‘Brokeback’ is not a serious exploration of rural retrosexuality and its discontents, and certainly not a love story, but rather it’s feature-length propaganda for contemporary, metropolitan metrosexuality. It is an attack on retrosexual repression in general and old-style, ‘outmoded’ stoic masculinity in particular. This is the real reason for its tremendous, zeitgeisty popularity.
Both cowboys, Ennis in particular, are prisoners of their problems with expressing feelings: homophobia, internal and external, is just the biggest symbol of this. Their fat bald boss is an unfeeling bigot. Ennis’ father took him to see the castrated corpse of a local queer when he was a small boy (‘for all I know he mighta done it himself’). Jack’s abusive father is uptight, cold and resentful. His father-in-law is a bullying buffon (who turns out to be a coward for good measure).
None of the older males in this film are fully human – because they aren’t in touch with their feelings. They are all twisted, mean and nasty. Jack and Ennis, a product of that world, are stunted too; they’re just not so mean and nasty. This is why they are also the only attractive males in Wyoming. Their desirability is proof to a modern, metrosexual audience of their sympathy, of their goodness, of their modernity, of the awfulness of their retrosexual predicament.
Because retrosexuality rather than homophobia per se is the real target of this film’s didacticism, the emotional hobbling is hetero as well as homo. Ennis is portrayed as someone who is not just closeted about his passion for Jack but closeted in all his relationships. Whenever confronted with the need for a commitment or a demonstration of love, either for Jack, his wife, his daughter, his new girlfriend after his wife divorces him, he starts mumbling ‘ahh don’t know… roundup is comin…’. Fear and loathing of homosexuality, of male emotionality and sensuality, of explicit tenderness between men is presented as a continuüm.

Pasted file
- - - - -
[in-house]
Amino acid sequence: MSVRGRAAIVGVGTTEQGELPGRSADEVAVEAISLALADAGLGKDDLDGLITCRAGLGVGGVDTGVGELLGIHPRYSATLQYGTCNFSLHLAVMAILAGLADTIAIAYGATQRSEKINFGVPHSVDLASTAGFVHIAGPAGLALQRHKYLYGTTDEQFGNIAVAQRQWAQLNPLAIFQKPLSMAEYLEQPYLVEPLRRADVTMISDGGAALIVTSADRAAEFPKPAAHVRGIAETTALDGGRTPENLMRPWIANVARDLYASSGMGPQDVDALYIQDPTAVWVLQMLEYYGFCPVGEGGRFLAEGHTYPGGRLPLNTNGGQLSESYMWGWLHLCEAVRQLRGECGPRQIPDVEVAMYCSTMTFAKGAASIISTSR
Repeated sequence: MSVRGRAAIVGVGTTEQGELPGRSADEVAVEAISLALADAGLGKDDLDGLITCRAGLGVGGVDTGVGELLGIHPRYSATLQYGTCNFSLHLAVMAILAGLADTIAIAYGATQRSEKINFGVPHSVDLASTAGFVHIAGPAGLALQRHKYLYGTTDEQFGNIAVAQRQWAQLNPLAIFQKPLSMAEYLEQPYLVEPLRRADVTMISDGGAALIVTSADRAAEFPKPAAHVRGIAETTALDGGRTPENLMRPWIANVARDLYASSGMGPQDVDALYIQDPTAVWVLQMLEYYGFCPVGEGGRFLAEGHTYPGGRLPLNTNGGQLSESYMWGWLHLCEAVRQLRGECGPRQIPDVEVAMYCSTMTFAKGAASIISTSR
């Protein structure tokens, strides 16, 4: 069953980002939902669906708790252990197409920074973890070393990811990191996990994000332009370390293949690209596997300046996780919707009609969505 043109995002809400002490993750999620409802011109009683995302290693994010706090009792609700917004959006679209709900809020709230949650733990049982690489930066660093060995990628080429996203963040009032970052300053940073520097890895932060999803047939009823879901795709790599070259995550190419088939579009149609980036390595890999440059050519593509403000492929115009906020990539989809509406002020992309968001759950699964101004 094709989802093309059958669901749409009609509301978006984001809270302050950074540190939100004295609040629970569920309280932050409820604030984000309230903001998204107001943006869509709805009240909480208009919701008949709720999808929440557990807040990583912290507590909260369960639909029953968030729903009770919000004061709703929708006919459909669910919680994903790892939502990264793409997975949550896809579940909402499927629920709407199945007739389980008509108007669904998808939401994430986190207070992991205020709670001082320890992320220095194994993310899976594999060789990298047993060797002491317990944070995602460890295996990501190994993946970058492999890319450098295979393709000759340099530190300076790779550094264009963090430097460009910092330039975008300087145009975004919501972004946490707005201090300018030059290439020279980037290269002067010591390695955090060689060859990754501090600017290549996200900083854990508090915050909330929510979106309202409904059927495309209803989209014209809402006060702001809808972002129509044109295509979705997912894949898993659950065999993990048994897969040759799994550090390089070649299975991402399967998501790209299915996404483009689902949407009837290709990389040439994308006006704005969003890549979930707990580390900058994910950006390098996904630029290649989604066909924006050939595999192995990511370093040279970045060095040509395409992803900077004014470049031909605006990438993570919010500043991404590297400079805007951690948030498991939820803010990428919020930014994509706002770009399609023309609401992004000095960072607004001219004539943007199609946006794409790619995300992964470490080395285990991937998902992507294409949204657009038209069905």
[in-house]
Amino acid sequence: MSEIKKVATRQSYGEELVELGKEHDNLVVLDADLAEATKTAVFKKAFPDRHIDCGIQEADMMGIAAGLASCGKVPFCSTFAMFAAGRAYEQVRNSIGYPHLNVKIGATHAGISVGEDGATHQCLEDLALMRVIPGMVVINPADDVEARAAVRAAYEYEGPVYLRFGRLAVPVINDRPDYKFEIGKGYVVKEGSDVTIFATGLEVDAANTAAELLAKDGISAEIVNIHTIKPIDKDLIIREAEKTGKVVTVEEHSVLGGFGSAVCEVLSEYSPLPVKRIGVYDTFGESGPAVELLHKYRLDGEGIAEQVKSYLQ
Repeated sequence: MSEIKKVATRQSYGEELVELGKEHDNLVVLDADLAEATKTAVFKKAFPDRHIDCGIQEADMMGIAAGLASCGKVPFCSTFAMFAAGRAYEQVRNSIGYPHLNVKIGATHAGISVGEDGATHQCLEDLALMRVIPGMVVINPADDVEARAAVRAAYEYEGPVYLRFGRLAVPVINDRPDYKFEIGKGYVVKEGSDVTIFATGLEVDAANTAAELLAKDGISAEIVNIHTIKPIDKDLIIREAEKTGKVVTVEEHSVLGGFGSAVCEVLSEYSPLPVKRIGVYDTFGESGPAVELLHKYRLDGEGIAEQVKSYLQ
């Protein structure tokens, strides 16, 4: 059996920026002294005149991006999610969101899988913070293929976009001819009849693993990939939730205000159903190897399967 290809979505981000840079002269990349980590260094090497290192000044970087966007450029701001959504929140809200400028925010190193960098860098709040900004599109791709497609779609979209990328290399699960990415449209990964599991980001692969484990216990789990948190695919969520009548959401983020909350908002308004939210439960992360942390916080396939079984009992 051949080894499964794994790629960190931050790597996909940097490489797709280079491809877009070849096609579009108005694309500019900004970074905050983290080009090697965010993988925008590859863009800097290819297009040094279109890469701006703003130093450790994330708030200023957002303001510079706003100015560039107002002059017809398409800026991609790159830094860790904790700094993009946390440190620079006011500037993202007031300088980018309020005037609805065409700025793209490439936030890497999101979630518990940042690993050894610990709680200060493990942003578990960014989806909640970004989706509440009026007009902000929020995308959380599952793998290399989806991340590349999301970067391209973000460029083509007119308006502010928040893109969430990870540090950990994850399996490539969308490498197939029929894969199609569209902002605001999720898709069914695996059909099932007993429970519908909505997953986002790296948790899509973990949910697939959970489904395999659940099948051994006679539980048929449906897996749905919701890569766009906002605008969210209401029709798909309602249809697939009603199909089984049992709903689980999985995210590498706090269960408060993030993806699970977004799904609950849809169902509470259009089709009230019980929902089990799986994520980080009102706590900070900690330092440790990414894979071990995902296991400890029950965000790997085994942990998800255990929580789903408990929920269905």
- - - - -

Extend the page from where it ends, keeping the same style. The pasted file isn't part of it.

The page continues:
Which, to some degree, it is. As the ‘father’ of the metrosexual, I have some sympathy with some of the ideology behind this film, if not the execution. And at least in ‘Brokeback’ male sensuality, aestheticism and homoerotics is not displaced into flip-flops and facials and appropriation of stereotypically effeminate homosexual traits as it was in the spayed marketing version of metrosexuality – even if it is somewhat fetishized here into jeans, stetsons and carefully beat-up pick-up trucks.
But dress it up purdy or plain, or call it by any other name, like the marketing version of metrosexuality that preceded it, ‘Brokeback’ is also an accessorisation of homosexuality. This is effectively a film about two straight men who have a homosexual love-affair. After all, the two protagonists are married, the actors who play them are straight, as is the director, the author of the short story it’s based on, the male-female screenwriting partners, and the vast majority of the audience. No wonder they felt they had to hire the gay cowboy from the Village People as fashion consultant. Even the sex is ‘straight’ – there’s rather more hetero sex than homo. ‘Brokeback’ is literally acting out the culture’s current fascination with homoerotics and male sensuality. Which, in itself, is no bad thing. Homoerotics and male sensuality are not the unique property of homosexuals. In fact, they make up a small fraction of those human beings who are affected by these things.
And yes, the reticence of the film in regard to actually showing Jack and Ennis’ love for one another, either sexually or in any other way, and its generally unconvincing air, may not be entirely down to Hollywood’s nervousness or hypocrisy. If their love for one another is merely symbolic, to actually show it instead of just asserting it might diminish its universal message.
But what makes a film a cultural phenomenon doesn’t necessarily make it any good. For me ‘Brokeback’’s metro-cowboy propaganda is right smack dab in the place where it’s supposed to have a big butch bleeding heart and is the very thing which makes it so disappointing. ‘Brokeback’s’ bogus ‘outness’ stands in for and in the way of anything real. ‘Brokeback’ the ‘breakthrough’ movie depicts less credible warmth, intimacy and tenderness between the male lovers than a movie like say, ‘Butch Cassidy and the Sundance Kid’ — now nearly forty years old.